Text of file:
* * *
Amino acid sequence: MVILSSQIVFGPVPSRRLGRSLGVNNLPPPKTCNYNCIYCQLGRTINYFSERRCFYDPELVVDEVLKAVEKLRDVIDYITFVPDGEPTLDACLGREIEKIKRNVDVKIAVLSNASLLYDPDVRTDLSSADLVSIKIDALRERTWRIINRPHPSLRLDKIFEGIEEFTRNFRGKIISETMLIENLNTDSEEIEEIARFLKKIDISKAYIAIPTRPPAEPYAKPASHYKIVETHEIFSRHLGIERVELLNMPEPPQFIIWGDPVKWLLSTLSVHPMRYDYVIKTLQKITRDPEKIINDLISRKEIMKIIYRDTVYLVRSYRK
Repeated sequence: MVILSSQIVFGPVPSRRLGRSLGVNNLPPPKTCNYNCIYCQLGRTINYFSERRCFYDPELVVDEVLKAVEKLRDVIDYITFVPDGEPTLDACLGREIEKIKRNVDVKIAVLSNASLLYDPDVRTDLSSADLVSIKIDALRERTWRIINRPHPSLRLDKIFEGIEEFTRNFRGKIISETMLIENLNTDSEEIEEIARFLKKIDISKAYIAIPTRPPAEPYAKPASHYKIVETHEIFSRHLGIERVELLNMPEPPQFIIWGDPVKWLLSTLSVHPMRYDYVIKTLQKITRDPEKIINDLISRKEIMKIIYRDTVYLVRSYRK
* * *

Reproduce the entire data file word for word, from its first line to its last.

Amino acid sequence: MVILSSQIVFGPVPSRRLGRSLGVNNLPPPKTCNYNCIYCQLGRTINYFSERRCFYDPELVVDEVLKAVEKLRDVIDYITFVPDGEPTLDACLGREIEKIKRNVDVKIAVLSNASLLYDPDVRTDLSSADLVSIKIDALRERTWRIINRPHPSLRLDKIFEGIEEFTRNFRGKIISETMLIENLNTDSEEIEEIARFLKKIDISKAYIAIPTRPPAEPYAKPASHYKIVETHEIFSRHLGIERVELLNMPEPPQFIIWGDPVKWLLSTLSVHPMRYDYVIKTLQKITRDPEKIINDLISRKEIMKIIYRDTVYLVRSYRK
Repeated sequence: MVILSSQIVFGPVPSRRLGRSLGVNNLPPPKTCNYNCIYCQLGRTINYFSERRCFYDPELVVDEVLKAVEKLRDVIDYITFVPDGEPTLDACLGREIEKIKRNVDVKIAVLSNASLLYDPDVRTDLSSADLVSIKIDALRERTWRIINRPHPSLRLDKIFEGIEEFTRNFRGKIISETMLIENLNTDSEEIEEIARFLKKIDISKAYIAIPTRPPAEPYAKPASHYKIVETHEIFSRHLGIERVELLNMPEPPQFIIWGDPVKWLLSTLSVHPMRYDYVIKTLQKITRDPEKIINDLISRKEIMKIIYRDTVYLVRSYRK